Colloquy says that the comeback of Diners Club continues, noting that US Diners Club cards will benefit from the global acceptance of Mastercard.
They do note the devaluation of Diners Club Club Rewards points vis a vis Southwest Airlines Rapid Rewards tickets:
- Diners Club’s effort to make the card easier to use puts it squarely in the sights of competing card issuers and their airline partners. Southwest Airlines has already raised the number of Diners Club points required for a free ticket: Previously, Diners Club customers had to spend just $16,000 to earn a free Southwest ticket; now they will have to spend $24,000. By contrast, it takes $19,200 in spending on Southwest’s own Bank One credit card to earn a free ticket on the airline.
The piece doesn’t mention the devaluation for Priority Club conversions. Priority Club also partners with JP Morgan Chase/BankOne. It does speculate on what will happen to conversions with BankOne partner United:
- Bank One, which recently was acquired by J.P. Morgan Chase & Co., also issues a United Airlines Visa that earns one mile for every dollar charged. As soon as Bank One’s United card is up against the more-flexible Diners product, the bank might pressure UAL Corp.’s United to give fewer miles out to Diners Club’s customers.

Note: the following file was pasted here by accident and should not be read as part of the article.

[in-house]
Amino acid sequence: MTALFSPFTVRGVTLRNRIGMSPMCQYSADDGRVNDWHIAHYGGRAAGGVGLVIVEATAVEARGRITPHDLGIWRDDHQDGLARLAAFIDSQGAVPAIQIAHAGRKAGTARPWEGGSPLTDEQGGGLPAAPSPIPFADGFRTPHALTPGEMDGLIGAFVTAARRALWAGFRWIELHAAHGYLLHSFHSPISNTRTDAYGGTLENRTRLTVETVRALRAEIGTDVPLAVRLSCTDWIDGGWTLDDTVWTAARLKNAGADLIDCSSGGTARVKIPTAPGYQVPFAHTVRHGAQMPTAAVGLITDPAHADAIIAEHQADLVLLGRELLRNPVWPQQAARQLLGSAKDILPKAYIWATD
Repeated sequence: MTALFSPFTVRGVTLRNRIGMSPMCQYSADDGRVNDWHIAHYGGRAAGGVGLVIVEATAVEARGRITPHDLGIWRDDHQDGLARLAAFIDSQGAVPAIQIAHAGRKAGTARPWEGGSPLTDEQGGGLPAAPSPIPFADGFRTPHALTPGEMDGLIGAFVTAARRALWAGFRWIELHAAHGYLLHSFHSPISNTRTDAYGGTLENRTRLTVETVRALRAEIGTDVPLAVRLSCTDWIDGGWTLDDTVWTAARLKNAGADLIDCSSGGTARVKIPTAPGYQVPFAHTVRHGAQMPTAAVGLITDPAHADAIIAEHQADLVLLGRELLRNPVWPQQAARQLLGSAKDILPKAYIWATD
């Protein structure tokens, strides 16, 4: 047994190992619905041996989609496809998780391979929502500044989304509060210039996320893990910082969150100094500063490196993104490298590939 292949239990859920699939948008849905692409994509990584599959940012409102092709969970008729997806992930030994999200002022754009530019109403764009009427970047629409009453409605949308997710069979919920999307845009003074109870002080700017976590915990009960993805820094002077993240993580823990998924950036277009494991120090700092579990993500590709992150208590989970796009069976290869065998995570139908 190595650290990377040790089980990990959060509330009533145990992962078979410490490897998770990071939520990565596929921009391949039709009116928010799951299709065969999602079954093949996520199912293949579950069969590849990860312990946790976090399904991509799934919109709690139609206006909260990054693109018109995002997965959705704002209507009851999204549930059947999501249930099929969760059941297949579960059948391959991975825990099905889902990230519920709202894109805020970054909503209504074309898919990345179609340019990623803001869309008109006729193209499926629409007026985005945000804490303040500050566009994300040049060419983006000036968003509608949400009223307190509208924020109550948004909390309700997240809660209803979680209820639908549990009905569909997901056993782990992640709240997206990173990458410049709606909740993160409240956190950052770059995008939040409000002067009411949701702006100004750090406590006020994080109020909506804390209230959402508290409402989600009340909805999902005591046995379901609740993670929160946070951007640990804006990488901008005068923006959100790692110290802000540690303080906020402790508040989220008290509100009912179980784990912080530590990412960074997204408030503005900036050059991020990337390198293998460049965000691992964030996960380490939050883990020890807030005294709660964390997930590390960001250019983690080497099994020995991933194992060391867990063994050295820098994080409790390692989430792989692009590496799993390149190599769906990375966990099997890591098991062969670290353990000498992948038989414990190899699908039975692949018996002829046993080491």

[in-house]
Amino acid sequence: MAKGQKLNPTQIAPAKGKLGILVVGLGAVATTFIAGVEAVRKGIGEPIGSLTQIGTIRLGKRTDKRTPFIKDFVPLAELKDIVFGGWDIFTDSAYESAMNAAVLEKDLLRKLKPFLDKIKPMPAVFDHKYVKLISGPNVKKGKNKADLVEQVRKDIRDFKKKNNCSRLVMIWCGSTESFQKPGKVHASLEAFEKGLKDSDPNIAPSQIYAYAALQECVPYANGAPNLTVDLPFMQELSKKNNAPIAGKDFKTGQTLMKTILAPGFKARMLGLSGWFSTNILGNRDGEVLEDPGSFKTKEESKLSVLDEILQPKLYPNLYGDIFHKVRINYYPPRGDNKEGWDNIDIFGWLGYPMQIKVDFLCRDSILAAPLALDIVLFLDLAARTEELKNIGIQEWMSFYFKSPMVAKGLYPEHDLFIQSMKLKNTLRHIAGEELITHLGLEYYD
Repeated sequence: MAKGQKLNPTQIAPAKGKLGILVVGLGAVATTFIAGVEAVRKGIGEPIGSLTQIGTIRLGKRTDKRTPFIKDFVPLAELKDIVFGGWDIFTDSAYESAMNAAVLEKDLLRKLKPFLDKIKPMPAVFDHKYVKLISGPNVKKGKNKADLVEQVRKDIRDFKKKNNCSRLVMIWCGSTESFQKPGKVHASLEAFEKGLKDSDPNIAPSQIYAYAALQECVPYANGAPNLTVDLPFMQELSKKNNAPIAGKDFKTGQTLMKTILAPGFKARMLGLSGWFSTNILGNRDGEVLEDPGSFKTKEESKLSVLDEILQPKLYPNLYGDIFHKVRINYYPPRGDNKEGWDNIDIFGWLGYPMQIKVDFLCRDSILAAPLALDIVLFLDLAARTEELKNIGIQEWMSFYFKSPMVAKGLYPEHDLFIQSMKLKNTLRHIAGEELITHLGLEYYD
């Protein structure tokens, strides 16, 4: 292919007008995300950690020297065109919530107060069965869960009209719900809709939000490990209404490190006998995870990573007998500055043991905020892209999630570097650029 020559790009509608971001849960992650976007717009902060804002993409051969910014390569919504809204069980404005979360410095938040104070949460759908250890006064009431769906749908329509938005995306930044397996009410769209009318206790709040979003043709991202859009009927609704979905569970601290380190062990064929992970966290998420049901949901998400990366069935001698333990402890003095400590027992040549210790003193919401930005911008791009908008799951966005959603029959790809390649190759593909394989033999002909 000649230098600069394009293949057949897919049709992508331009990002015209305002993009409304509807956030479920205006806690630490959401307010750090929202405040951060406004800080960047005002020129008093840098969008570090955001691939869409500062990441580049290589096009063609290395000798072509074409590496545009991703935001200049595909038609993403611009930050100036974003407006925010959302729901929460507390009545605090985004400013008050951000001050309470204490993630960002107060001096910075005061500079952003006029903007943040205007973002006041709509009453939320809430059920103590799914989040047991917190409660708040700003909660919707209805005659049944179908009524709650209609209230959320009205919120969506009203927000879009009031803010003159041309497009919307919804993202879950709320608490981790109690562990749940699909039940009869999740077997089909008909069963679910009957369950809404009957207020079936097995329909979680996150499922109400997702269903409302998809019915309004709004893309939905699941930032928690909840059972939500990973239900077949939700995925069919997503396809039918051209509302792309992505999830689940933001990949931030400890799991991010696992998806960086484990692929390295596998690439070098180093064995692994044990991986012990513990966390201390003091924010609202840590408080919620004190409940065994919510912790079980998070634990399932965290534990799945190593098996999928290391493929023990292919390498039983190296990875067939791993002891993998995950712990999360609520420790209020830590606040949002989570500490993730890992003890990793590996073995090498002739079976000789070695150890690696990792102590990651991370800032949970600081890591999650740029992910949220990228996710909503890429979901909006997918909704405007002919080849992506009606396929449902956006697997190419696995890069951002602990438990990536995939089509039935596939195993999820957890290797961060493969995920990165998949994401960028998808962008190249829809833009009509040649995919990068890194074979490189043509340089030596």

A similar devaluation of Starwood to United transfers occurred right after United entered Chapter 11 bankruptcy protection two and a half years ago, with BankOne providing $500 million debtor-in-possession financing to United.
While acceptance of Diners Club is a new huge benefit for the card, rewards devaluation combined with other changes (such as the end of two billing cycles to pay and an increase in the foreign currency conversion charge) weigh heavily against investing in a $95 fee Mastercard.
It will take the next several months for the value proposition of this card to work itself out. I’m personally waiting on the edge of my seat to see what happens to the primary rental car insurance coverage that currently comes with the card. If that goes or is otherwise meaningfully restricted, I’ll cancel my card. If not, I’ll keep it.